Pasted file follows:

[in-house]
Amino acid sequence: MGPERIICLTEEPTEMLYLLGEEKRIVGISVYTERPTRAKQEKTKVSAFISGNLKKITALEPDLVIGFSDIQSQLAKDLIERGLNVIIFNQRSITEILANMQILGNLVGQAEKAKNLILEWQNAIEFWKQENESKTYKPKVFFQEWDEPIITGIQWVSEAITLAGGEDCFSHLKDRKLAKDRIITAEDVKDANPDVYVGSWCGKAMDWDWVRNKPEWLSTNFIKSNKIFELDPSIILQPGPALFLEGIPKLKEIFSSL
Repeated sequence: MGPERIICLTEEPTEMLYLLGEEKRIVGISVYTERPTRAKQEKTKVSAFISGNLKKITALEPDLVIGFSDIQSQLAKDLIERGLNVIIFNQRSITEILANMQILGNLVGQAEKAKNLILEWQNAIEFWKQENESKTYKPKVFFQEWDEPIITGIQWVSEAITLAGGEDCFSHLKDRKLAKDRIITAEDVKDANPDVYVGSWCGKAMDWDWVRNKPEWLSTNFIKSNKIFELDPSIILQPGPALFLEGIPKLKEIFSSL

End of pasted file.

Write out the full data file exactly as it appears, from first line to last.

[in-house]
Amino acid sequence: MGPERIICLTEEPTEMLYLLGEEKRIVGISVYTERPTRAKQEKTKVSAFISGNLKKITALEPDLVIGFSDIQSQLAKDLIERGLNVIIFNQRSITEILANMQILGNLVGQAEKAKNLILEWQNAIEFWKQENESKTYKPKVFFQEWDEPIITGIQWVSEAITLAGGEDCFSHLKDRKLAKDRIITAEDVKDANPDVYVGSWCGKAMDWDWVRNKPEWLSTNFIKSNKIFELDPSIILQPGPALFLEGIPKLKEIFSSL
Repeated sequence: MGPERIICLTEEPTEMLYLLGEEKRIVGISVYTERPTRAKQEKTKVSAFISGNLKKITALEPDLVIGFSDIQSQLAKDLIERGLNVIIFNQRSITEILANMQILGNLVGQAEKAKNLILEWQNAIEFWKQENESKTYKPKVFFQEWDEPIITGIQWVSEAITLAGGEDCFSHLKDRKLAKDRIITAEDVKDANPDVYVGSWCGKAMDWDWVRNKPEWLSTNFIKSNKIFELDPSIILQPGPALFLEGIPKLKEIFSSL